Atomic Deserts A Survey of the World's Radioactive No-Go Zones

The Soviet nuclear testing site in present-day Kazakhstan is just one of many places in the world that remain dangerously radioactive to this day.

The Soviet nuclear testing site in present-day Kazakhstan is just one of many places in the world that remain dangerously radioactive to this day.

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Part 20: The Unknown Catastrophe


DPA

One of the worst nuclear accidents took place on Sep. 29, 1957, but was only made public years later. On that day, a tank containing 80 tons of highly-radioactive liquid waste exploded at the Mayak plutonium plant in the southern Urals, 15 kilometers east of the Russian city of Kyshtym. The blast produced a radioactive cloud that was about 300 kilometers long and 40 kilometers wide, and which traveled northeast. The radiation did not reach Europe, but was at the same level of that released during the Chernobyl disaster in 1986. About 15,000 people who lived in the area were evacuated, and the houses located in a 25-kilometer zone surrounding the location were destroyed. No one was allowed to go back. The plutonium production at the plant, which also delivered the material for the Soviet Union's first atomic bomb, was not discontinued.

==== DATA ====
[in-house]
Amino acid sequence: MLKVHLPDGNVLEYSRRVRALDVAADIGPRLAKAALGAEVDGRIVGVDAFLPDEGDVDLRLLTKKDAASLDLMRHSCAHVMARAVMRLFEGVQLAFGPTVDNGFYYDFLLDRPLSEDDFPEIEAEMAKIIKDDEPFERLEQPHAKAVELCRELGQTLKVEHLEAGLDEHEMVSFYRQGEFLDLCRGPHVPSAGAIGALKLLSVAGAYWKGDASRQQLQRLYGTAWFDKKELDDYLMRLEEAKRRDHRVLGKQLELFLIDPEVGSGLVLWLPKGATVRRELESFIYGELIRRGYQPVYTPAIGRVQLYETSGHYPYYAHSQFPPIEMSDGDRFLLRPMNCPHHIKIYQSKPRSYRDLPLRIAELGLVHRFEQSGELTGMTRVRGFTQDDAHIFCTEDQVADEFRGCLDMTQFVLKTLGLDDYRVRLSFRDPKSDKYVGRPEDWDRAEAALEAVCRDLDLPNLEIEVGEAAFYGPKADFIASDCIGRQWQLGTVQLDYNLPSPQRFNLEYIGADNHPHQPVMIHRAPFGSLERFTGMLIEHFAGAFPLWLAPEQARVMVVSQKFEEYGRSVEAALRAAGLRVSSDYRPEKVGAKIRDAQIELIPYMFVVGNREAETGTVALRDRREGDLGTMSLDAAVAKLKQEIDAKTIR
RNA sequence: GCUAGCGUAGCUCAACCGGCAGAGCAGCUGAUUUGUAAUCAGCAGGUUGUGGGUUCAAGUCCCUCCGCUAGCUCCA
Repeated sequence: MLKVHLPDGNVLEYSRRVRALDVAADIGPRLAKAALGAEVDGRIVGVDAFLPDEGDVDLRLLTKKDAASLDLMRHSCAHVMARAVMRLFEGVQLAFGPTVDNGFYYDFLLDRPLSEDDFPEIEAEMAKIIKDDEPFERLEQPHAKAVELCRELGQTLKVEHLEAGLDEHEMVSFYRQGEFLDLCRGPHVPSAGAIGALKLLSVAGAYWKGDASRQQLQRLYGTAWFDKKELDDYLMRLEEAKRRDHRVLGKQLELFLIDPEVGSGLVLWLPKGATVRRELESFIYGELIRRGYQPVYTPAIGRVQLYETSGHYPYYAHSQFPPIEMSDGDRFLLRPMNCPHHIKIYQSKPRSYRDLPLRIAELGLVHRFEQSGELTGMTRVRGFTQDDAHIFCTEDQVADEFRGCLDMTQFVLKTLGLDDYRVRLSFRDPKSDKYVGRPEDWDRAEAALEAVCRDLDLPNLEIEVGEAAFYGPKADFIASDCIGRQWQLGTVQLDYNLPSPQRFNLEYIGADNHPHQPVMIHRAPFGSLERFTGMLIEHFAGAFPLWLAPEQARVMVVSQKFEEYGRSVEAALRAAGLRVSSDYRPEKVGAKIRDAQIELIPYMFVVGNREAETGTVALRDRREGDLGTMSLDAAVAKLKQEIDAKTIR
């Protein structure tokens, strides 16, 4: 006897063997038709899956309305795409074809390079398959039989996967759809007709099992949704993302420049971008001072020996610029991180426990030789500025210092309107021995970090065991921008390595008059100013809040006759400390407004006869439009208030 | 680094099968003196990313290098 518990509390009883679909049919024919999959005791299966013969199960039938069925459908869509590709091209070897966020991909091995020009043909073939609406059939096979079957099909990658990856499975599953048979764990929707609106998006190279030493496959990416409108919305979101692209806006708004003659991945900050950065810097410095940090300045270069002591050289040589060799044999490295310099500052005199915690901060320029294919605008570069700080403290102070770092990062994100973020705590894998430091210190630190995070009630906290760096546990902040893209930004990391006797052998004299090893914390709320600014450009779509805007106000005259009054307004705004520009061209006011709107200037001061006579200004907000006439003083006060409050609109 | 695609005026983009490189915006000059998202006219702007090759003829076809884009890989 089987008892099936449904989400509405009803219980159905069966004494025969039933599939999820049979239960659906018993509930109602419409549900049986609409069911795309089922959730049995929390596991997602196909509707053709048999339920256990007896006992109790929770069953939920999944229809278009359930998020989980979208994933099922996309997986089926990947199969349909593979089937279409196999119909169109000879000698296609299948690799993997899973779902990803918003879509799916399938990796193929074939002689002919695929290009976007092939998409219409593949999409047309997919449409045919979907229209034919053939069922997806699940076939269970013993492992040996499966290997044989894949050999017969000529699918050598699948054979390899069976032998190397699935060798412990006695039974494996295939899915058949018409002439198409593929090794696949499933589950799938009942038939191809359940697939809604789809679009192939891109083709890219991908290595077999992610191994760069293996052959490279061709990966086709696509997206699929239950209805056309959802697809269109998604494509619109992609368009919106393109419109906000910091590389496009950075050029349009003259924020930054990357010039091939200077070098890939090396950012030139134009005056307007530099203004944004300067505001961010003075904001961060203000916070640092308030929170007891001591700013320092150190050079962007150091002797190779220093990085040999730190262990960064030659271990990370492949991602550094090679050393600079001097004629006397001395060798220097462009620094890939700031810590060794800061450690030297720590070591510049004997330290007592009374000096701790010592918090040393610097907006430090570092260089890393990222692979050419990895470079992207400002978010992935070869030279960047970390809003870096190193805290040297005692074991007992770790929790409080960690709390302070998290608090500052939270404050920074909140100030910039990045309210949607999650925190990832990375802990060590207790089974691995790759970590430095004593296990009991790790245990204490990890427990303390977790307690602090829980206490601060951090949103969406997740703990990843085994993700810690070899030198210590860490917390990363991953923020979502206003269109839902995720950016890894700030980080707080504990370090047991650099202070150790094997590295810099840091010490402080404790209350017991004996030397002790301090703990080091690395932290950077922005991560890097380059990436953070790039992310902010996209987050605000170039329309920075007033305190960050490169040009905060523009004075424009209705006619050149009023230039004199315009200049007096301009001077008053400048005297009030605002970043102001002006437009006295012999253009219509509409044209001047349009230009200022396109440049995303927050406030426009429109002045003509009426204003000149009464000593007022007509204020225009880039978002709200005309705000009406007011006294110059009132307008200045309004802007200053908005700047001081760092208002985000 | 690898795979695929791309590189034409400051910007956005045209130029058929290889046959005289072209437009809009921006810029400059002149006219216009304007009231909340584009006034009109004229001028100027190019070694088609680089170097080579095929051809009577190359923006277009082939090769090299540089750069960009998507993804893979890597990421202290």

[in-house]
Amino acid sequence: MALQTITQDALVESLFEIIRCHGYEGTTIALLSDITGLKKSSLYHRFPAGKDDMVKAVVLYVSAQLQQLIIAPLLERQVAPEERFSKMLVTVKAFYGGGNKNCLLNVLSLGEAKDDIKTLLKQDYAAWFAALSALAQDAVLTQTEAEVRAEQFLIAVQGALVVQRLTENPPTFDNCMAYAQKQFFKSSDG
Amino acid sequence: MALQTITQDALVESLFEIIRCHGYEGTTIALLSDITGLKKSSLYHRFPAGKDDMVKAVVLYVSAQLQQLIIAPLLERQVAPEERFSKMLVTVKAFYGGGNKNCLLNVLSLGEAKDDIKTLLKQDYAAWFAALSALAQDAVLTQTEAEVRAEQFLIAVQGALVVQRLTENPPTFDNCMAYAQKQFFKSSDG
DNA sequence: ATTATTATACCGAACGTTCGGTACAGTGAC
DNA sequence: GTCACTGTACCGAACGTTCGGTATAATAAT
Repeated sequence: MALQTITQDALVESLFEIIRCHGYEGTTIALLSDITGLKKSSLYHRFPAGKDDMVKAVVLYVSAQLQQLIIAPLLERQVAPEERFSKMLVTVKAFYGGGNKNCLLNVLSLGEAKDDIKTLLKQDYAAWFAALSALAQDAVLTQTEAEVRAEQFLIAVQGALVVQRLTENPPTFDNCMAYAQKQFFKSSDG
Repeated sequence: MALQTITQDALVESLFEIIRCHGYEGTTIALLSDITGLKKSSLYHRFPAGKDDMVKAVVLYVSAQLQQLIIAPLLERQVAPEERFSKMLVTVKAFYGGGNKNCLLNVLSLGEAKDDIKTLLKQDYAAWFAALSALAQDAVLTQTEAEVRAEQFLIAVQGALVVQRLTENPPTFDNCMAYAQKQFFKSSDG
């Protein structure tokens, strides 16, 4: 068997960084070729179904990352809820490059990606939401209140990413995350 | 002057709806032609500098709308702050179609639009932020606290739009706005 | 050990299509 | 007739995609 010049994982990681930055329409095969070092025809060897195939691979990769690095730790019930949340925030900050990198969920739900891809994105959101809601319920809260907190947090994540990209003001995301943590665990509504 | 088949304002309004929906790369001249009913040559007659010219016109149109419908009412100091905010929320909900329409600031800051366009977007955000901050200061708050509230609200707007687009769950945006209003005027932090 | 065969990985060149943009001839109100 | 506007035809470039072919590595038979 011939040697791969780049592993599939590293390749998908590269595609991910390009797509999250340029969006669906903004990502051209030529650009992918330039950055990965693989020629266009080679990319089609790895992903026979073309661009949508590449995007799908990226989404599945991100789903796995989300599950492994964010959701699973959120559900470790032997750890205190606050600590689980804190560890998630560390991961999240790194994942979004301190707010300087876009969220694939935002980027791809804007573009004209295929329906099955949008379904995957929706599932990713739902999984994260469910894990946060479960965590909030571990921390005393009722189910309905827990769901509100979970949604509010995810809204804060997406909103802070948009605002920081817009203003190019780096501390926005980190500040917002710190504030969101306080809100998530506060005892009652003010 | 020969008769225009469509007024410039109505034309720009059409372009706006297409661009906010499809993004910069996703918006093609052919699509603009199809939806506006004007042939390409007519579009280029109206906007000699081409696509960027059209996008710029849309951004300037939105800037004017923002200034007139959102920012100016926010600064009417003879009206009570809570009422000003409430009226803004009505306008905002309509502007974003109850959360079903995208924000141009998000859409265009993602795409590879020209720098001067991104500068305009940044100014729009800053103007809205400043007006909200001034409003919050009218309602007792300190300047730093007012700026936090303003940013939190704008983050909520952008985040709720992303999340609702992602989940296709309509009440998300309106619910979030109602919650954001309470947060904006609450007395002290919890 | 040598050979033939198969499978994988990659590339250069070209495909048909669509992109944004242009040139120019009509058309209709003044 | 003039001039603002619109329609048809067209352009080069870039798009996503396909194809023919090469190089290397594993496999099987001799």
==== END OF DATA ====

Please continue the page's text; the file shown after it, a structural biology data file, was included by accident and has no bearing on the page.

It wasn't until the 1970s that information about the catastrophe leaked to the West. The Soviet regime first admitted it in 1989. The number of deaths and details of the long-term effects remain unknown. The 150-square-kilometer area over which the radioactive cloud dispersed remains closed off to this day and entry is forbidden.

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